Potsdam is one of the most popular day trips from Berlin, so start your day by taking the regional train or the Sbahn to Potsdam and exploring the town. Leave your luggage in a locker in the Potsdam train station to retrieve before hopping on the train to Leipzig.
Potsdam is most known for it’s many palaces and gardens, so this is a good way to spend your morning. Sanssouci Palace is the most famous attraction here, but there’s plenty more to see. The Neues Palace, Orangery Palace, Charlottenhof Palace, Cecilienhof Palace, Marmorpalais, and Babelsberg Palace are all worthy sights to see in Potsdam.
Besides the palaces and gardens, stroll through Potsdam’s Dutch Quarter and cobbled streets of the old town. You’ll find plenty of cute shops and restaurants here, as well as a few old city gates.
I recommend eating lunch in Potsdam and then getting on an afternoon train to Leipzig. Alternatively, you can grab food to go and eat on the train to save a little time.
Read more about taking a Potsdam day trip from Berlin with details about how to get to Potsdam and what to see there.
How to get from Potsdam to Leipzig
There are train connections from Potsdam to Berlin Hbf to Leipzig about once an hour. You’ll take a regional train from Potsdam to Berlin Hbf and then an ICE (Intercity Express) train from Berlin Hbf to Leipzig. This will take a little less than two hours.
When I search for options on the Deutsche Bahn site, it shows 11 minutes to switch from the regional train to the ICE. This is tight even if you know exactly where you’re going.
But there are regional trains and Sbahns several times an hour, so you can easily get an earlier one from Potsdam to Berlin Hbf. The Deutsche Bahn website will even let you choose to have more time to switch. But keep in mind you are not bound to a specific regional train, and certainly not to a particular Sbahn. However, when you book an IC or ICE train ticket, you will most likely be bound to that specific train unless you buy a non-binding ticket, which is more expensive.
Another great transport option to consider is FlixBus. You’ll still have to get from Potsdam back to Berlin and then switch to FlixBus or FlixTrain. They have bus and train connections between Berlin and Leipzig that could save you money.
Fast traveler note:
Do you prefer traveling faster? Instead of going from Potsdam to Leipzig, you could stop in Lutherstadt Wittenburg in between and explore for a few hours. Lutherstadt Wittenburg is one of our top picks for day trips from Berlin, but you could easily fit it in here.
This city is famous for its connections to Martin Luther, the Protestant Reformation leader. The town itself is lovely, but you should also visit the Lutherhaus, a monastery-turned-museum, and Castle Church, where Luther nailed his 95 theses to the church door.
Then continue on to Leipzig later in the day and explore the city on Day 5.
Leipzig is a wonderful city to include on an itinerary for 1 week in Germany, especially if you’re focusing on the former East. Once you arrive in Leipzig, explore the charming old town. Leipzig Markt is the main square, and it’s a perfect starting point. The square is lined with gorgeous buildings that house shops, restaurants, and museums.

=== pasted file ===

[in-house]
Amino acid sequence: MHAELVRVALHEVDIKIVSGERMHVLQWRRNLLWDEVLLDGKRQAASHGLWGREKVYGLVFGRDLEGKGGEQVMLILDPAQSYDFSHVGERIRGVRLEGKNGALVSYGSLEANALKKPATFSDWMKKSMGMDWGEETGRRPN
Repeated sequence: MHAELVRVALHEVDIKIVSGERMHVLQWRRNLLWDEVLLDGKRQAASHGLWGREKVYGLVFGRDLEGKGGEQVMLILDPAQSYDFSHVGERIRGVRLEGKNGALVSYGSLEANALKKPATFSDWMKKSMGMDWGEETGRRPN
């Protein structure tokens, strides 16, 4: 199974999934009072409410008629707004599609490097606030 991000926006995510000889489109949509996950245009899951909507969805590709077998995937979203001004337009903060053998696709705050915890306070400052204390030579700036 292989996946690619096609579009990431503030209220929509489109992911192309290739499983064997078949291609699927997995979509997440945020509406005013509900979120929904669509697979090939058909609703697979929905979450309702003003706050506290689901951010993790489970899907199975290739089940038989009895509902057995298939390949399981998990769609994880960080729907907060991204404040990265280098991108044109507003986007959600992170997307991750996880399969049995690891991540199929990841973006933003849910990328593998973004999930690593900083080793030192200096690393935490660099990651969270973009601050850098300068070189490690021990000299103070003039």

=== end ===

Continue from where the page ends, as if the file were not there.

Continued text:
Wander through the alleyways (called arcades) near the Markt and enjoy the old town atmosphere as your day winds down. You’ll find lots of great restaurant choices for some tasty German food in this area.
Where to stay in Leipzig
Day 5: Leipzig
Back in the old town, pay a visit to the St Thomas Church where Martin Luther was a preacher. Bach was also a choirmaster at this church two centuries later.
Also visit Nikolaikirche, another church where Bach served as a choirmaster. Nikolaikirche also played an important role in the nonviolent protests that eventually helped bring an end to the communist rule in East Germany.
Aside from the St Thomas church, Leipzig honors Bach with the Altes Bach-Denkmal and the Neues Bach-Denkmal (Old Bach Memorial and New Bach Memorial) as well as a Bach Museum, all located near the church.
Bach isn’t the only composer honored in Leipzig. You can also admire the Richard Wagner Monument just a few blocks away from the Markt.
In Leipzig, you can see the largest war memorial in Europe, which is Volkerschlachtdenkmal, the Battle of the Nations Monument. It was built to honor the 100th Anniversary of Napoleon’s defeat at the Battle of the Nations in Leipzig in 1813.
For excellent views of Leipzig, visit the Panorama Tower. Here you’ll pay a small fee to take the elevator to the viewing platform and get some wonderful pictures of Leipzig from above.
For visitors interested in the arts, be sure to check out the Museum of Fine Arts. Leipzig also has an impressive museum called the Forum of Contemporary History Leipzig where you can learn about life in Communist-era East Germany & the reunification process. In the Old Rathaus building, visit the Stadtgeschichtliches Museum where you’ll learn about Leipzig history and culture.
How to get from Leipzig to Dresden
You can either take the train from Leipzig late in the day on day #5 or early in the morning on day #6 to make the best use of your time.